Thursday, March 01, 2007

Saved Apart from Jesus?

Blaspheme, I know, but please, indulge me for a moment:

It was quite a moment, really, the first time I heard a person of Jewish faith shout out and proclaim, “There is but one! The Lord, our God!” I was stunned, really, but also smiling broadly, because I love a proclamation of faith that comes from the heart as well as a considered mind. This happened just about a week ago:

I had been called in to help out a new commercial production company, a referral had come in and they asked me to close it. Without hitting particulars, it was a perfect fit. The producer and agency had a client with particular needs that this new company could fulfill as few if any others could. The job landed, was completed beautifully, and the wrap party had been had. Gifts are a typical part of a wrap party and this was no different. The special gift for the top players was a jacket commemorating the production, full of patches and special trim that really did make it a unique and beautiful piece.

It’s about a week after the wrap party and the producer is back in town for some final details. The stylist who made the jackets had taken his for some alterations and was giving it back to him, showing the work she had proudly done, and pointed to a little metal tag she had affixed saying, “and look at this little St. Christopher medal I put on here, isn’t that special?” And she meant it, beautifully. She’s more spiritual than anything, but she knows a bit about icons. It was well intended.

But the producer saw it differently. He asked what it was, and I told him St. Christopher is the Catholic saint of safe travels. It replied that it would be difficult to explain to his wife who is going through classes on Judaism. Ummm, yeah, alarms were going off in my head, and the stylist’s, too. The stylist tried to minimize it, saying something to the effect of it being a nice symbol and not much more before scurrying away. I had just said something towards it being a Catholic thing to have saints and that not all Christians went for the concept of saints when out it came:

“There is but one, the Lord our God!”

Proudly, defiantly, full of faith and full of determination. Well spoken, indeed. As you might expect, things were quiet for a moment, and then we all got back to work.

But it made me think, woke me up a few nights in fact. I had read the book of Revelation recently in my Bible study group and had been struck by something that didn’t fit most of what is taught to the laity in church on Sunday: the tribes of Judah are saved apart from Christ.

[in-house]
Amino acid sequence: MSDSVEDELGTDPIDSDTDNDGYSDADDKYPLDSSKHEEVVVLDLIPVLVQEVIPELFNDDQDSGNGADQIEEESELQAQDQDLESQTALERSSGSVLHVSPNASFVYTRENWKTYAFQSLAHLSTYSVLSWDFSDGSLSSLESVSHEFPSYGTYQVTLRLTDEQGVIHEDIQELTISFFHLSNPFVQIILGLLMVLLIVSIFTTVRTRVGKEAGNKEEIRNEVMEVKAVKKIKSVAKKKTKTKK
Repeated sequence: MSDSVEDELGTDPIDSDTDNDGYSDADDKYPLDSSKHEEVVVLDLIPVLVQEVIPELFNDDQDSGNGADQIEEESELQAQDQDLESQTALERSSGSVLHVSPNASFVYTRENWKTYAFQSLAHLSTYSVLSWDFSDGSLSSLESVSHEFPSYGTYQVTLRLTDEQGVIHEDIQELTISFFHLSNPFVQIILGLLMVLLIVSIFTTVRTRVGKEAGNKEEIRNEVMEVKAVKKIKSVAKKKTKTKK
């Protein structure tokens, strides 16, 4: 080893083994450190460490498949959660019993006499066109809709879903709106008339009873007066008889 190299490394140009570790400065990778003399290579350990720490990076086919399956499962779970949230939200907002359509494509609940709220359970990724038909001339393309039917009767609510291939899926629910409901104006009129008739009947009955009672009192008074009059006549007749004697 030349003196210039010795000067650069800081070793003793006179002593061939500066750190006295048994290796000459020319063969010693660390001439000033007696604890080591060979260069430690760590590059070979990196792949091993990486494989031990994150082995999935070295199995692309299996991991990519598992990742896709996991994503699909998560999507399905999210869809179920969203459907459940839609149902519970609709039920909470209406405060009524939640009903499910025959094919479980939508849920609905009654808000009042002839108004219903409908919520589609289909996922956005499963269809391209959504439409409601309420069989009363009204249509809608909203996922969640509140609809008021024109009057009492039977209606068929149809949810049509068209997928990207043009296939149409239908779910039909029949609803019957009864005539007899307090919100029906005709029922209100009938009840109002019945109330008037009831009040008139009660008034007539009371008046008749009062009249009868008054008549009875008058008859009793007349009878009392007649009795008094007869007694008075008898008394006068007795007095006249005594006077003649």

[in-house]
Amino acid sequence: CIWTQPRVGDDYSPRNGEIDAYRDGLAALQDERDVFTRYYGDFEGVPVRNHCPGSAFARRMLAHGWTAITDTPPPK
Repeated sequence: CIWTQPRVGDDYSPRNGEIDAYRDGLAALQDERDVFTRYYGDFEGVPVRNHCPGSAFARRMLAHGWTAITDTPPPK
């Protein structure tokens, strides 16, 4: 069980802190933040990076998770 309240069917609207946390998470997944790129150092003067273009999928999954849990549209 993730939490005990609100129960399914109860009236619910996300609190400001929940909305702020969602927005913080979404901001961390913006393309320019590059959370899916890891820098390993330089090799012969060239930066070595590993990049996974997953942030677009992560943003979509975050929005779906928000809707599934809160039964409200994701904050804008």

The book of Revelation is what is called an apocalyptic writing. Had it been written in the 1960’s or ‘70’s it would have been called LSD inspired. It is that visual and full of a view of Heaven that boggles the mind. That all said, it is the single best Christian understanding of what Heaven is like, written by the apostle John after having a vision. This isn’t mere prophecy, it’s God giving John a view of the end of times to share with the world.

I’ll cut to the chase and go straight to Chapter 7:

Then I saw another angel coming up from the east, having the seal of the living God. He called out in a loud voice to the four angels who had been given power to harm the land and the sea: "Do not harm the land or the sea or the trees until we put a seal on the foreheads of the servants of our God." Then I heard the number of those who were sealed: 144,000 from all the tribes of Israel.
From the tribe of Judah 12,000 were sealed,
from the tribe of Reuben 12,000,
from the tribe of Gad 12,000,
from the tribe of Asher 12,000,
from the tribe of Naphtali 12,000,
from the tribe of Manasseh 12,000,
from the tribe of Simeon 12,000,
from the tribe of Levi 12,000,
from the tribe of Issachar 12,000,
from the tribe of Zebulun 12,000,
from the tribe of Joseph 12,000,
from the tribe of Benjamin 12,000.

That, friends, is the twelve tribes of Judah being set apart from the horrors to come; gathered up and protected by God according to His covenant with them. There is more in Chapter 14:

“Then I looked, and there before me was the Lamb, standing on Mount Zion, and with him 144,000 who had his name and his Father's name written on their foreheads. And I heard a sound from heaven like the roar of rushing waters and like a loud peal of thunder. The sound I heard was like that of harpists playing their harps. And they sang a new song before the throne and before the four living creatures and the elders. No one could learn the song except the 144,000 who had been redeemed from the earth.”

Now for those of you into Biblical numerology 144,000 is a representative number. Twelve is the number of completeness. Twelve times twelve would represent a vast completeness. One thousand times that total would be an incredibly vast completeness. So, numerologically speaking, this could well be all from the twelve tribes of Judah.

Also of interest may be that the number 7 is the number of perfection and two times seven would be all the more perfect.

So here I sit at 5:15 in the morning, not wanting to set back Jews for Jesus one bit but realizing that God doesn’t go back on his word. He made a covenant with His chosen people and that covenant, from my perspective, is still in place for them. I don’t think this conflicts one bit with the coming of Christ for the Gentiles, or anyone else for that matter. I am not informed enough on contemporary Judaism to consider how the law, sin and atonement really are handled within that faith today, so I will leave it here.

Comments, please?